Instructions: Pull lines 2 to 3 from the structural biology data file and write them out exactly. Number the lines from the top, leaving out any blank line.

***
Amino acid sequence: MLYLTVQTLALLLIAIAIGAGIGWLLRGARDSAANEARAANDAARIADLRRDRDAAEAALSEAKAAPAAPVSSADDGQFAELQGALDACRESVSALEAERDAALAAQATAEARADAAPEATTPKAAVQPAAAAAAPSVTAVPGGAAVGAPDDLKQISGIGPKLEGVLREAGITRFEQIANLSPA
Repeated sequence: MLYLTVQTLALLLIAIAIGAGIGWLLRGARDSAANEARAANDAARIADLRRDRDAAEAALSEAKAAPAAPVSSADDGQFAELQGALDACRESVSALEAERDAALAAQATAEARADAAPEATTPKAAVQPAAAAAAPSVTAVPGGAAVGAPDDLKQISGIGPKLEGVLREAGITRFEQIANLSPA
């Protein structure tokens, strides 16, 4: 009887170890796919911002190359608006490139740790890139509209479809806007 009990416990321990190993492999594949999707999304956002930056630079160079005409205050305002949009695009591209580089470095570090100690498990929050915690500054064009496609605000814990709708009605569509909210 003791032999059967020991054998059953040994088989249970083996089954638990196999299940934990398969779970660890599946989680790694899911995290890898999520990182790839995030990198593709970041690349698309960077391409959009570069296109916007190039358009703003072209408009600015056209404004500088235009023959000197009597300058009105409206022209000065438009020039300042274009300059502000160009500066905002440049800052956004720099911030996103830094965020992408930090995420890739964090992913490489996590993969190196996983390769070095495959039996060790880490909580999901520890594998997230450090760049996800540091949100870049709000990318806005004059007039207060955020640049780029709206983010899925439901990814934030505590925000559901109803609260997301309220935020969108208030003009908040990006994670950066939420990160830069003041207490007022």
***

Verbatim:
Repeated sequence: MLYLTVQTLALLLIAIAIGAGIGWLLRGARDSAANEARAANDAARIADLRRDRDAAEAALSEAKAAPAAPVSSADDGQFAELQGALDACRESVSALEAERDAALAAQATAEARADAAPEATTPKAAVQPAAAAAAPSVTAVPGGAAVGAPDDLKQISGIGPKLEGVLREAGITRFEQIANLSPA
């Protein structure tokens, strides 16, 4: 009887170890796919911002190359608006490139740790890139509209479809806007 009990416990321990190993492999594949999707999304956002930056630079160079005409205050305002949009695009591209580089470095570090100690498990929050915690500054064009496609605000814990709708009605569509909210 003791032999059967020991054998059953040994088989249970083996089954638990196999299940934990398969779970660890599946989680790694899911995290890898999520990182790839995030990198593709970041690349698309960077391409959009570069296109916007190039358009703003072209408009600015056209404004500088235009023959000197009597300058009105409206022209000065438009020039300042274009300059502000160009500066905002440049800052956004720099911030996103830094965020992408930090995420890739964090992913490489996590993969190196996983390769070095495959039996060790880490909580999901520890594998997230450090760049996800540091949100870049709000990318806005004059007039207060955020640049780029709206983010899925439901990814934030505590925000559901109803609260997301309220935020969108208030003009908040990006994670950066939420990160830069003041207490007022």